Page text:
We need to take a closer look at the way we use land. Why? Because land use has very real consequences for us all and, at present, our land is managed in a way that does not necessarily deliver all the benefits it could. This is an increasingly pressing issue. The Scottish Government has acknowledged the climate and biodiversity emergencies and respected bodies like the Committee on Climate Change have suggested that we will only meet our new emissions reduction targets if there is significant land use change. Land is, therefore, a critical asset and we need to make sure we are using it effectively in the context of both the climate and biodiversity crises.
Last year the Committee on Climate Change published a report on climate and land use in the UK and concluded that the current approach to land use is not sustainable. Land can deliver a wide range of things: it can be used to produce food or to grow timber; it can sequester and store carbon; it can be managed to help reduce flooding; it can provide a home for nature; and it can provide sites for producing renewable energy. It also provides beautiful landscapes for everyone to enjoy. The list goes on. But today, land is often used with only a few of these benefits in mind. The focus on food, timber and game management sometimes means that many of the wider benefits land can deliver are overlooked or are second order concerns. As a result, Scotland’s land is not always being managed in a way that optimises the benefits it could deliver to society as a whole.
At the same time, the Committee has also identified that Scotland has the ability to meet emissions reduction targets earlier than the UK as a whole because of the potential we have to use our land resources differently. The Committee suggests that some agricultural land could be put to another use and it advocates a substantial increase in the area of woodland.
We stand at a point in time when we recognise that current land use policies are far from sustainable and when we need land to deliver more. This is why we need to look again at land use. Some fresh-thinking is required. We need to think strategically about what we want land to deliver and we need to design better policies to shape the way we use our limited land resources.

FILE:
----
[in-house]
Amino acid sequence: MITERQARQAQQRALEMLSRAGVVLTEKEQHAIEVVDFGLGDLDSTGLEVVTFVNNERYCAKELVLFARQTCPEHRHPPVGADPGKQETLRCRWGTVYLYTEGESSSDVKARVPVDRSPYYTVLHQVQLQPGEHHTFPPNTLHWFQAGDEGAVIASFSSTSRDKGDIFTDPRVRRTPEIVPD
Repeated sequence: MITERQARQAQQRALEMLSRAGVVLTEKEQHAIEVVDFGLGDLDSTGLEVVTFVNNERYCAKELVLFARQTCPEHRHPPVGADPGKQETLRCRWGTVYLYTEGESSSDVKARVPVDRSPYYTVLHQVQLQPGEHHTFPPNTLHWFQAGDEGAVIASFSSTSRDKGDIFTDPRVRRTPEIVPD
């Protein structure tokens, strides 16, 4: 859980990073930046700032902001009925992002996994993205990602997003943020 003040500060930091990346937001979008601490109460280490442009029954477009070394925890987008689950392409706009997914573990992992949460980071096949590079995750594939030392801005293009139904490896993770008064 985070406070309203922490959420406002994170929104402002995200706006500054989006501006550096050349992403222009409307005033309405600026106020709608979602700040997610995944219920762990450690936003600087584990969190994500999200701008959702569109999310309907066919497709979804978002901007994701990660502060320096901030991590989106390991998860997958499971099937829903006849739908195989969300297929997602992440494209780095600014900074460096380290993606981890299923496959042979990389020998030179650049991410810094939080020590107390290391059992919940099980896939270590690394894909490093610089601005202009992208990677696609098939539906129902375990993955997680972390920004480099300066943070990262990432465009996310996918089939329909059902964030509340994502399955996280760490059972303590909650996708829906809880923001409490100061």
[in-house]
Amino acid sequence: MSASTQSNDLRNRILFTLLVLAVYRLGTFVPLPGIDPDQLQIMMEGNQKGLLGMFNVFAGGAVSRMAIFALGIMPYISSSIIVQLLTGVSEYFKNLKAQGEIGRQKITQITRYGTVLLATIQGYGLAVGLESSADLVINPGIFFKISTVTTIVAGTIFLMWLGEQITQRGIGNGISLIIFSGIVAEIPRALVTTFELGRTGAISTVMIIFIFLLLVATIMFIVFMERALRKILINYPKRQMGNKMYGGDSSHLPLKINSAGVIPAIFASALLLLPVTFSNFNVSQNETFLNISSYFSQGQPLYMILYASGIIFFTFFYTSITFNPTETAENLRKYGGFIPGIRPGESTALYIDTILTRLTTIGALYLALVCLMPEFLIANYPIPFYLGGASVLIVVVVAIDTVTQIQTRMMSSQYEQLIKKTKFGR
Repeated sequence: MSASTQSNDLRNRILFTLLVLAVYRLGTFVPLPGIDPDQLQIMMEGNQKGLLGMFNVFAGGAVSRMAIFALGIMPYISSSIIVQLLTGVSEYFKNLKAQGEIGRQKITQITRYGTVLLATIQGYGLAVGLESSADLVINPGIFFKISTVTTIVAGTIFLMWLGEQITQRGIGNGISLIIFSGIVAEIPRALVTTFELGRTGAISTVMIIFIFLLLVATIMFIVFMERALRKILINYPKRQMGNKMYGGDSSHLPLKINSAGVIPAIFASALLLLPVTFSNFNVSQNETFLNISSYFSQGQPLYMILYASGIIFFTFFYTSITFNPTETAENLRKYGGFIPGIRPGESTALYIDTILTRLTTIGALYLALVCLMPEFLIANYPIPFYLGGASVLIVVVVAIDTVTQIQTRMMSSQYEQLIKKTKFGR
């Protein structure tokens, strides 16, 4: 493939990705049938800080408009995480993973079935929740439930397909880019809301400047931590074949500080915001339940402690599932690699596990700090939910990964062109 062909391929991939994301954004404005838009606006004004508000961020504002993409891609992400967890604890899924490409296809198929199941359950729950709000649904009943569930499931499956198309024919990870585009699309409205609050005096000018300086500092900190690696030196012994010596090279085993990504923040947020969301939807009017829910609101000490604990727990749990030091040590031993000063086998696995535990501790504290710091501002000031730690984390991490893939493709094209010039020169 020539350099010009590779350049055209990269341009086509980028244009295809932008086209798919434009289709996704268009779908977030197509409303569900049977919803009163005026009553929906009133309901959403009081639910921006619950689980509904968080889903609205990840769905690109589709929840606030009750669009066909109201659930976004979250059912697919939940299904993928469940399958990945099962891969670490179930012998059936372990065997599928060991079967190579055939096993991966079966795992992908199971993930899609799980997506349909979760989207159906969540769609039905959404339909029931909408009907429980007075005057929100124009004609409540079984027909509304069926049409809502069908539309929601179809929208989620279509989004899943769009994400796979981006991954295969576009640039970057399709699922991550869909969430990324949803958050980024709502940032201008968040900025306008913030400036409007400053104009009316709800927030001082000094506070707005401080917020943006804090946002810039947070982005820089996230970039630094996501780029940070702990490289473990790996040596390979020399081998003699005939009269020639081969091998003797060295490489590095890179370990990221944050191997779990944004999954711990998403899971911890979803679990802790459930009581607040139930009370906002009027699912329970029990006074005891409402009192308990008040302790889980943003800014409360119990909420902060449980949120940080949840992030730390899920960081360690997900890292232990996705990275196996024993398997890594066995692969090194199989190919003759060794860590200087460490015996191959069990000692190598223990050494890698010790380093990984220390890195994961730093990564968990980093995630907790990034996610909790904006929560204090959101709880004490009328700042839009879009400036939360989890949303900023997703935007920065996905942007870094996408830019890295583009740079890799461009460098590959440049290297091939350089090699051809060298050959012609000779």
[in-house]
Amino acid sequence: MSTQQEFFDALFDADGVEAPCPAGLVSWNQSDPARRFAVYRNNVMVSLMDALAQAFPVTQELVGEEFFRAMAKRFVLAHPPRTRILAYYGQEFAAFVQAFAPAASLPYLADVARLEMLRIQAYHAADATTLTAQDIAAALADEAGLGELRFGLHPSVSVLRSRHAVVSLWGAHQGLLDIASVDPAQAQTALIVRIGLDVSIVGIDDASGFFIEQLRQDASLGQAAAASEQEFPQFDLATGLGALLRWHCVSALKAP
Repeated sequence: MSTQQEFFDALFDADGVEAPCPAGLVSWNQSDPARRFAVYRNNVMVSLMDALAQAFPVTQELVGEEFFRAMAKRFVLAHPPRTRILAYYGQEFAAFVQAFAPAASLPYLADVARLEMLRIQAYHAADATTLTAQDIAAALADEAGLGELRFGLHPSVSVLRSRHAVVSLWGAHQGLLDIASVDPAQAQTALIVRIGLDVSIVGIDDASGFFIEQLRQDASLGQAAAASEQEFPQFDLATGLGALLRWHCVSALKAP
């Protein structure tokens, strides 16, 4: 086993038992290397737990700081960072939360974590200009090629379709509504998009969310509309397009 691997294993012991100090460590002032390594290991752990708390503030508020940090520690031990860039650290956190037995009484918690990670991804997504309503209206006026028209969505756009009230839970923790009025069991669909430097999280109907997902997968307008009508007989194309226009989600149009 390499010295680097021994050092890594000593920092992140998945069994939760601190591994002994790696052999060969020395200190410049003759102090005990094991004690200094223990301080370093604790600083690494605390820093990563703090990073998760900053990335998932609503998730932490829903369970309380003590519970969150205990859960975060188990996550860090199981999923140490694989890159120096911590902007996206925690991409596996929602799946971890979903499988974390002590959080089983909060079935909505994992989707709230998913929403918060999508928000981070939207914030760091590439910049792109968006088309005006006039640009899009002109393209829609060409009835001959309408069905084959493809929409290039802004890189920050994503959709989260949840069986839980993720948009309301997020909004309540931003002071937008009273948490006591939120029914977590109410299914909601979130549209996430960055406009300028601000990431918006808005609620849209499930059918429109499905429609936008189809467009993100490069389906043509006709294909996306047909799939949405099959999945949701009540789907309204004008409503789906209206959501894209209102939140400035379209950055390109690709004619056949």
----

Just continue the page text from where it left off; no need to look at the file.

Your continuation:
Fortunately, the Scottish Government has recognised these issues. It announced a more regional approach to land use decision-making recently in its Programme for Government, committing to the creation of new regional partnerships which will produce Regional Land Use Frameworks by 2023. This approach should lead to better and more informed choices about land use and is welcome news. It represents a step towards more critical thinking about how we can optimise land use and towards a policy and financial support regime for rural land managers that is much more focused on delivering public goods.
Developing a regional approach to land use won’t be without its challenges. Land use can be contentious—with many different parties looking out for their own interests—but regional partnerships can hopefully be the focus for some positive conversations about current land use and future aspirations. We should proceed carefully because whilst change is necessary it is important to remember that people’s livelihoods and communities may be affected. Nonetheless, the fact it could be difficult should not put us off; the prize is too great.
What should these regional partnerships do? Details are still to be worked out, but Scottish Environment LINK believes the partnerships should undertake a comprehensive analysis of land use and management in their region and identify the key opportunities to enhance the delivery of services from the land. The partnerships would then produce Regional Land Use Frameworks that would include a set of recommendations to the Scottish Government about regional priorities for land use and indicative funding needs. The Scottish Government would then make decisions about the allocation of funding and targeting.
This is in contrast to the current situation where large amounts of public money are spent, often in ways that perpetuate the unsustainable use of land. The goal is a more rational approach that uses public money in a way that optimises land use and maximises the public benefits from that spend.
We can do better. We can achieve more sustainable land use. We must work together to grasp this opportunity and identify land use plans and policies that benefit society as a whole.
Dr Andrew Midgley, Senior Policy Officer at RSPB Scotland and member of LINK’s Land Use subgroup
A version of this blog was published in The Scotsman on 3 January 2020.